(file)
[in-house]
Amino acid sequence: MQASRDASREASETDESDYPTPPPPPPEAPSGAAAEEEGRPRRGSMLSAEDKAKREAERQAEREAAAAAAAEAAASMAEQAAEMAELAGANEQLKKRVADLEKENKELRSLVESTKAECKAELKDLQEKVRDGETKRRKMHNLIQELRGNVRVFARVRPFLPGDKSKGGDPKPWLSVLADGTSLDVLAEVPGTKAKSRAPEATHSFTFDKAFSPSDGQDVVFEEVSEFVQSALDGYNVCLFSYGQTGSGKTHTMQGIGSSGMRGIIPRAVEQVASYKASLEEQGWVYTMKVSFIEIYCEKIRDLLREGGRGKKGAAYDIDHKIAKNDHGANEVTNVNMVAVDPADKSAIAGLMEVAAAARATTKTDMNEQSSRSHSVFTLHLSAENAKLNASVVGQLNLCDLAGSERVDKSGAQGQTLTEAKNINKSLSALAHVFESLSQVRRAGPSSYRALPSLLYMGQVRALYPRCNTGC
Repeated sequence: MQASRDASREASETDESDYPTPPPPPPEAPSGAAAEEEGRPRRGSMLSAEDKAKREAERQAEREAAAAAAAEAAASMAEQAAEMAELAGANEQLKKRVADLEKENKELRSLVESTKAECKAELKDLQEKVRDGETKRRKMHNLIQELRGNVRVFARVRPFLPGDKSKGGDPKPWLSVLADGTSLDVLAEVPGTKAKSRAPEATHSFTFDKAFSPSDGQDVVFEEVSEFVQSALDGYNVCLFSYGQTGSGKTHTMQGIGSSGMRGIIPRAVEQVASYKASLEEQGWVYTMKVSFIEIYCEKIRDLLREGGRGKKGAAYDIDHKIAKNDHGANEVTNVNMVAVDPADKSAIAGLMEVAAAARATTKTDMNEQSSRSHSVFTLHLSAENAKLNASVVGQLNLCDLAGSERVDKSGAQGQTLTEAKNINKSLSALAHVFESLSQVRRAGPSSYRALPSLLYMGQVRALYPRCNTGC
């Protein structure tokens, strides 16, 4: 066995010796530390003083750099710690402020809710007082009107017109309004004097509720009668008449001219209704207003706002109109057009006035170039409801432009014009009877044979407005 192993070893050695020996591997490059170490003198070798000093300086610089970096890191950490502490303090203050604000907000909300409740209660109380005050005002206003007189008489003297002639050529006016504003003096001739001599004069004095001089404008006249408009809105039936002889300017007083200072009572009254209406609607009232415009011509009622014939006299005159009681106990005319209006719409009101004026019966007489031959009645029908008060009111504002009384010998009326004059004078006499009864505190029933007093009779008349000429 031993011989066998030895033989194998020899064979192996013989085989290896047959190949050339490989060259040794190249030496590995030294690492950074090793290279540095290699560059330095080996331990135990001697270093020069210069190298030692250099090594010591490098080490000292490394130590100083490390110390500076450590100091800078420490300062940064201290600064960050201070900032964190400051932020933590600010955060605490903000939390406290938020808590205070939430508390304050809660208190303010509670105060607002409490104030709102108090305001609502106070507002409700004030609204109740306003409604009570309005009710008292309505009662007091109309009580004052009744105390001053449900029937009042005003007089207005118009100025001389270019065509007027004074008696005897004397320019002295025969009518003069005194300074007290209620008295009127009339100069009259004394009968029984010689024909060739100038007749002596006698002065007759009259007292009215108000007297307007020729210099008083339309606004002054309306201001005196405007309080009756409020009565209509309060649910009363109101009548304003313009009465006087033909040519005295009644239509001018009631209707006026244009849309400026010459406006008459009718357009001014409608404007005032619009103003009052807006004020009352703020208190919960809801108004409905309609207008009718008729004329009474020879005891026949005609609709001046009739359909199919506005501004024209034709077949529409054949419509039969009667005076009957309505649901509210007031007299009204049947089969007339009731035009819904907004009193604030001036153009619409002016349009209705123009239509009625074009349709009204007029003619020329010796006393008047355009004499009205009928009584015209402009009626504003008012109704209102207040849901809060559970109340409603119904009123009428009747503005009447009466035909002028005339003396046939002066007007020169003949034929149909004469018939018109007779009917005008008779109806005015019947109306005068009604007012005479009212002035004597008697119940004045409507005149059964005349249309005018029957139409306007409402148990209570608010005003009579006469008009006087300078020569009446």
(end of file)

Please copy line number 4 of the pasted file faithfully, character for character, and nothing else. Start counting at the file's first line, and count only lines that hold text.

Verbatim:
């Protein structure tokens, strides 16, 4: 066995010796530390003083750099710690402020809710007082009107017109309004004097509720009668008449001219209704207003706002109109057009006035170039409801432009014009009877044979407005 192993070893050695020996591997490059170490003198070798000093300086610089970096890191950490502490303090203050604000907000909300409740209660109380005050005002206003007189008489003297002639050529006016504003003096001739001599004069004095001089404008006249408009809105039936002889300017007083200072009572009254209406609607009232415009011509009622014939006299005159009681106990005319209006719409009101004026019966007489031959009645029908008060009111504002009384010998009326004059004078006499009864505190029933007093009779008349000429 031993011989066998030895033989194998020899064979192996013989085989290896047959190949050339490989060259040794190249030496590995030294690492950074090793290279540095290699560059330095080996331990135990001697270093020069210069190298030692250099090594010591490098080490000292490394130590100083490390110390500076450590100091800078420490300062940064201290600064960050201070900032964190400051932020933590600010955060605490903000939390406290938020808590205070939430508390304050809660208190303010509670105060607002409490104030709102108090305001609502106070507002409700004030609204109740306003409604009570309005009710008292309505009662007091109309009580004052009744105390001053449900029937009042005003007089207005118009100025001389270019065509007027004074008696005897004397320019002295025969009518003069005194300074007290209620008295009127009339100069009259004394009968029984010689024909060739100038007749002596006698002065007759009259007292009215108000007297307007020729210099008083339309606004002054309306201001005196405007309080009756409020009565209509309060649910009363109101009548304003313009009465006087033909040519005295009644239509001018009631209707006026244009849309400026010459406006008459009718357009001014409608404007005032619009103003009052807006004020009352703020208190919960809801108004409905309609207008009718008729004329009474020879005891026949005609609709001046009739359909199919506005501004024209034709077949529409054949419509039969009667005076009957309505649901509210007031007299009204049947089969007339009731035009819904907004009193604030001036153009619409002016349009209705123009239509009625074009349709009204007029003619020329010796006393008047355009004499009205009928009584015209402009009626504003008012109704209102207040849901809060559970109340409603119904009123009428009747503005009447009466035909002028005339003396046939002066007007020169003949034929149909004469018939018109007779009917005008008779109806005015019947109306005068009604007012005479009212002035004597008697119940004045409507005149059964005349249309005018029957139409306007409402148990209570608010005003009579006469008009006087300078020569009446």